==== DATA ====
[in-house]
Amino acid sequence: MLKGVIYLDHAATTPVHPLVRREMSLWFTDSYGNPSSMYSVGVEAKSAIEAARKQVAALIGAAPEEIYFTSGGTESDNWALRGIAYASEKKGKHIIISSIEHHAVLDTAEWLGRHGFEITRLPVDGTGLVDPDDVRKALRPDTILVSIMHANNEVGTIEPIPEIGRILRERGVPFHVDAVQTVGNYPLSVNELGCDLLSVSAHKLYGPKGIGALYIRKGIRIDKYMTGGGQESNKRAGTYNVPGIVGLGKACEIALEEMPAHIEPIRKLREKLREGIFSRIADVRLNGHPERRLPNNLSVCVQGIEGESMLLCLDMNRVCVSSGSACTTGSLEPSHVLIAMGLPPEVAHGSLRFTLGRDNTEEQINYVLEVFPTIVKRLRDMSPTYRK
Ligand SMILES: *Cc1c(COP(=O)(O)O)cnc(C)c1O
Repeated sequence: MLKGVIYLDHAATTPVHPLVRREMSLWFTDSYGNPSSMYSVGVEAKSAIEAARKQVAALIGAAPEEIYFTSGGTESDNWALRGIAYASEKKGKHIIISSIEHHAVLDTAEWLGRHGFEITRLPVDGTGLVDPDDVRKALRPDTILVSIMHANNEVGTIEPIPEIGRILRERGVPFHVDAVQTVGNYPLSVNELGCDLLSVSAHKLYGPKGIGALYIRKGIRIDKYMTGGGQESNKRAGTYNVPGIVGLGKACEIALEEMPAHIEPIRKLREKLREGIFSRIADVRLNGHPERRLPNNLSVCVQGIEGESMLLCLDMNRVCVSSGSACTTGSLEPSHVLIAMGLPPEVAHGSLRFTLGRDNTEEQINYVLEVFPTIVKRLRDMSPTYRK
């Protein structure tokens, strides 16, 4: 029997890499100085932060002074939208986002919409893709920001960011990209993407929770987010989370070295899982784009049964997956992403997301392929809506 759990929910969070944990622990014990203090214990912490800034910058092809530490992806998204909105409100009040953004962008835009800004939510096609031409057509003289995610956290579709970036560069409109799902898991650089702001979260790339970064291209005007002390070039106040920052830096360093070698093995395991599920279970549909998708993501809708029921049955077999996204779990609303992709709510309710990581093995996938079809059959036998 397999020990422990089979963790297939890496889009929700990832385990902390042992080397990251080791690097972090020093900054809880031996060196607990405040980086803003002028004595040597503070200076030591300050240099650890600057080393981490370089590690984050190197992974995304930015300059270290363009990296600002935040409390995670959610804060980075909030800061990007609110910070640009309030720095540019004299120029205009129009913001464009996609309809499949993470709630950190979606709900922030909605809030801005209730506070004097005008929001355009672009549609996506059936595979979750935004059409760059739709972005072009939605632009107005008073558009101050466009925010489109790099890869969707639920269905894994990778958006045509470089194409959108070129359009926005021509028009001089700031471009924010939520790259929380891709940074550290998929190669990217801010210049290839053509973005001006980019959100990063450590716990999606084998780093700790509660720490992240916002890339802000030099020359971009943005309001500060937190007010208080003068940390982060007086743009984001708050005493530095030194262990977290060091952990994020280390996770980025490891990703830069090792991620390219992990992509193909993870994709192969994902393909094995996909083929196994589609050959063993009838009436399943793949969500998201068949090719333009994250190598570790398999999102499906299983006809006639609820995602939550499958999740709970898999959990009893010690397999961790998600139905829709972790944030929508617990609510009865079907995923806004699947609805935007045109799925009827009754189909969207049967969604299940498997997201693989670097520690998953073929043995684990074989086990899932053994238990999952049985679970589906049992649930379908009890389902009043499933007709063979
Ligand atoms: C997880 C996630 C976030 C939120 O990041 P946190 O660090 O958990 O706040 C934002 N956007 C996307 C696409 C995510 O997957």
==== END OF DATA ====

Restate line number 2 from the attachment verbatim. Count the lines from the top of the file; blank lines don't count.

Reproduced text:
Amino acid sequence: MLKGVIYLDHAATTPVHPLVRREMSLWFTDSYGNPSSMYSVGVEAKSAIEAARKQVAALIGAAPEEIYFTSGGTESDNWALRGIAYASEKKGKHIIISSIEHHAVLDTAEWLGRHGFEITRLPVDGTGLVDPDDVRKALRPDTILVSIMHANNEVGTIEPIPEIGRILRERGVPFHVDAVQTVGNYPLSVNELGCDLLSVSAHKLYGPKGIGALYIRKGIRIDKYMTGGGQESNKRAGTYNVPGIVGLGKACEIALEEMPAHIEPIRKLREKLREGIFSRIADVRLNGHPERRLPNNLSVCVQGIEGESMLLCLDMNRVCVSSGSACTTGSLEPSHVLIAMGLPPEVAHGSLRFTLGRDNTEEQINYVLEVFPTIVKRLRDMSPTYRK